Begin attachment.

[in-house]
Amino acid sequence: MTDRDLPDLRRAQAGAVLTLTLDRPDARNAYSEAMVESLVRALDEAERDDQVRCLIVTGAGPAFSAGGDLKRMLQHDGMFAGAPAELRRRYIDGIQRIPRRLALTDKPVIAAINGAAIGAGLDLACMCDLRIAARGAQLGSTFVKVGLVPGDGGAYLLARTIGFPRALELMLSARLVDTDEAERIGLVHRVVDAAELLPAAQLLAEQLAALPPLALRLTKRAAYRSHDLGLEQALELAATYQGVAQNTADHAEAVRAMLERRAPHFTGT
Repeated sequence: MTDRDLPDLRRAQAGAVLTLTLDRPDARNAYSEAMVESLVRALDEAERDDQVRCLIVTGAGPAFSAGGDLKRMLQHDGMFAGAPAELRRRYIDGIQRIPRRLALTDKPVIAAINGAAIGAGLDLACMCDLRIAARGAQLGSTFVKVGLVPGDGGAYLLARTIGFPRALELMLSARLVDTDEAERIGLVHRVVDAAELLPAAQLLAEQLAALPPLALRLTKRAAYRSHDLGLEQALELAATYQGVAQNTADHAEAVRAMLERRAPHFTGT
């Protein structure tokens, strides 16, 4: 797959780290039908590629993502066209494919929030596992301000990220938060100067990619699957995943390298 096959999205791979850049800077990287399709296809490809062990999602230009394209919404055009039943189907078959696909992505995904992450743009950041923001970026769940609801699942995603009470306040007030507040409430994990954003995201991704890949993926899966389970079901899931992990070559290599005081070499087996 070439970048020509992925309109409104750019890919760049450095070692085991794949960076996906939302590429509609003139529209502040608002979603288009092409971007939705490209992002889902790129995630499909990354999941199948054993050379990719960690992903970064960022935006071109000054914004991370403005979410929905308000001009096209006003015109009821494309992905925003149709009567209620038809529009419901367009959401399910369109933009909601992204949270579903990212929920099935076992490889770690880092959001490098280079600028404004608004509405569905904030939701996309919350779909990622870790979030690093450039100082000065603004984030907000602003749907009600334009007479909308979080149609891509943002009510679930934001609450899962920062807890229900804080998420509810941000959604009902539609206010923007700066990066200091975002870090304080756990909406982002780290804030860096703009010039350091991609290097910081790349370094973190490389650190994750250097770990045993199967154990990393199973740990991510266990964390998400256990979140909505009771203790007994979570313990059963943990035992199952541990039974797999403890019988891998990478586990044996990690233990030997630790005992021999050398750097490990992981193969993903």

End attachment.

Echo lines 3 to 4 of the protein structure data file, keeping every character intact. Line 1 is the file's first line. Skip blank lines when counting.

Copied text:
Repeated sequence: MTDRDLPDLRRAQAGAVLTLTLDRPDARNAYSEAMVESLVRALDEAERDDQVRCLIVTGAGPAFSAGGDLKRMLQHDGMFAGAPAELRRRYIDGIQRIPRRLALTDKPVIAAINGAAIGAGLDLACMCDLRIAARGAQLGSTFVKVGLVPGDGGAYLLARTIGFPRALELMLSARLVDTDEAERIGLVHRVVDAAELLPAAQLLAEQLAALPPLALRLTKRAAYRSHDLGLEQALELAATYQGVAQNTADHAEAVRAMLERRAPHFTGT
């Protein structure tokens, strides 16, 4: 797959780290039908590629993502066209494919929030596992301000990220938060100067990619699957995943390298 096959999205791979850049800077990287399709296809490809062990999602230009394209919404055009039943189907078959696909992505995904992450743009950041923001970026769940609801699942995603009470306040007030507040409430994990954003995201991704890949993926899966389970079901899931992990070559290599005081070499087996 070439970048020509992925309109409104750019890919760049450095070692085991794949960076996906939302590429509609003139529209502040608002979603288009092409971007939705490209992002889902790129995630499909990354999941199948054993050379990719960690992903970064960022935006071109000054914004991370403005979410929905308000001009096209006003015109009821494309992905925003149709009567209620038809529009419901367009959401399910369109933009909601992204949270579903990212929920099935076992490889770690880092959001490098280079600028404004608004509405569905904030939701996309919350779909990622870790979030690093450039100082000065603004984030907000602003749907009600334009007479909308979080149609891509943002009510679930934001609450899962920062807890229900804080998420509810941000959604009902539609206010923007700066990066200091975002870090304080756990909406982002780290804030860096703009010039350091991609290097910081790349370094973190490389650190994750250097770990045993199967154990990393199973740990991510266990964390998400256990979140909505009771203790007994979570313990059963943990035992199952541990039974797999403890019988891998990478586990044996990690233990030997630790005992021999050398750097490990992981193969993903």